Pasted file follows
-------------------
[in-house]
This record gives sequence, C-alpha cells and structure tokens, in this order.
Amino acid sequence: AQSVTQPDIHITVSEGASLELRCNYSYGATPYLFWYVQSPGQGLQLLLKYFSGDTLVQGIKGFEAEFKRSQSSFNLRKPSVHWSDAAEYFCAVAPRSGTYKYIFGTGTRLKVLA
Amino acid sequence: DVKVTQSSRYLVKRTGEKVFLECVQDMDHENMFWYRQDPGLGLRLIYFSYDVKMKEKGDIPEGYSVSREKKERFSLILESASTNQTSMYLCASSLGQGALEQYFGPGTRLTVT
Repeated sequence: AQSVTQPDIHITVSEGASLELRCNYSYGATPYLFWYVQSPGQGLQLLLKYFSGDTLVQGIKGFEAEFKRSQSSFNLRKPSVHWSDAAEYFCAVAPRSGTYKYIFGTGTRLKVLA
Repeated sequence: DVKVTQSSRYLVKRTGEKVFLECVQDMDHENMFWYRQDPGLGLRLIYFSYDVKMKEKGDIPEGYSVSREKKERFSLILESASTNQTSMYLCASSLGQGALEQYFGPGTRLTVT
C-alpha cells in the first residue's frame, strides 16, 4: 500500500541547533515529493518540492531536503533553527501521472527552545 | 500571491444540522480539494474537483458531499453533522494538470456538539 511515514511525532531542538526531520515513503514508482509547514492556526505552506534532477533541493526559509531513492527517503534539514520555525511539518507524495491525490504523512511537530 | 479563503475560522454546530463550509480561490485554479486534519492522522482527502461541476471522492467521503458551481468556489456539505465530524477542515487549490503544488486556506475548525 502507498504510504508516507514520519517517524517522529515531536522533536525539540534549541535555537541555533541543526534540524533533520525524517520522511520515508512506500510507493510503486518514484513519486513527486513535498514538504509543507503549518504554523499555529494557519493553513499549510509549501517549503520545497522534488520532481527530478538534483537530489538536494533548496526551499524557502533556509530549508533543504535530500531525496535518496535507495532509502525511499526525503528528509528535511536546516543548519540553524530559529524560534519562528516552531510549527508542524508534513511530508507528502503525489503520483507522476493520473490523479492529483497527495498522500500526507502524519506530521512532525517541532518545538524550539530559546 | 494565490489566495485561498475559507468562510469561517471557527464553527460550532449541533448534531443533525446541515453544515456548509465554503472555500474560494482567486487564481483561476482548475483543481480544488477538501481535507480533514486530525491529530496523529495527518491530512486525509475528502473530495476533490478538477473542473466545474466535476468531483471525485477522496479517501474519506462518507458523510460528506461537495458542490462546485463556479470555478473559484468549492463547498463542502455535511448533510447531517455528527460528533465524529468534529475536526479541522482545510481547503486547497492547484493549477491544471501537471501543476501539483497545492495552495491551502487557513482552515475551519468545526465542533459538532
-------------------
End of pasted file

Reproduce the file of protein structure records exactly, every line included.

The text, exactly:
[in-house]
This record gives sequence, C-alpha cells and structure tokens, in this order.
Amino acid sequence: AQSVTQPDIHITVSEGASLELRCNYSYGATPYLFWYVQSPGQGLQLLLKYFSGDTLVQGIKGFEAEFKRSQSSFNLRKPSVHWSDAAEYFCAVAPRSGTYKYIFGTGTRLKVLA
Amino acid sequence: DVKVTQSSRYLVKRTGEKVFLECVQDMDHENMFWYRQDPGLGLRLIYFSYDVKMKEKGDIPEGYSVSREKKERFSLILESASTNQTSMYLCASSLGQGALEQYFGPGTRLTVT
Repeated sequence: AQSVTQPDIHITVSEGASLELRCNYSYGATPYLFWYVQSPGQGLQLLLKYFSGDTLVQGIKGFEAEFKRSQSSFNLRKPSVHWSDAAEYFCAVAPRSGTYKYIFGTGTRLKVLA
Repeated sequence: DVKVTQSSRYLVKRTGEKVFLECVQDMDHENMFWYRQDPGLGLRLIYFSYDVKMKEKGDIPEGYSVSREKKERFSLILESASTNQTSMYLCASSLGQGALEQYFGPGTRLTVT
C-alpha cells in the first residue's frame, strides 16, 4: 500500500541547533515529493518540492531536503533553527501521472527552545 | 500571491444540522480539494474537483458531499453533522494538470456538539 511515514511525532531542538526531520515513503514508482509547514492556526505552506534532477533541493526559509531513492527517503534539514520555525511539518507524495491525490504523512511537530 | 479563503475560522454546530463550509480561490485554479486534519492522522482527502461541476471522492467521503458551481468556489456539505465530524477542515487549490503544488486556506475548525 502507498504510504508516507514520519517517524517522529515531536522533536525539540534549541535555537541555533541543526534540524533533520525524517520522511520515508512506500510507493510503486518514484513519486513527486513535498514538504509543507503549518504554523499555529494557519493553513499549510509549501517549503520545497522534488520532481527530478538534483537530489538536494533548496526551499524557502533556509530549508533543504535530500531525496535518496535507495532509502525511499526525503528528509528535511536546516543548519540553524530559529524560534519562528516552531510549527508542524508534513511530508507528502503525489503520483507522476493520473490523479492529483497527495498522500500526507502524519506530521512532525517541532518545538524550539530559546 | 494565490489566495485561498475559507468562510469561517471557527464553527460550532449541533448534531443533525446541515453544515456548509465554503472555500474560494482567486487564481483561476482548475483543481480544488477538501481535507480533514486530525491529530496523529495527518491530512486525509475528502473530495476533490478538477473542473466545474466535476468531483471525485477522496479517501474519506462518507458523510460528506461537495458542490462546485463556479470555478473559484468549492463547498463542502455535511448533510447531517455528527460528533465524529468534529475536526479541522482545510481547503486547497492547484493549477491544471501537471501543476501539483497545492495552495491551502487557513482552515475551519468545526465542533459538532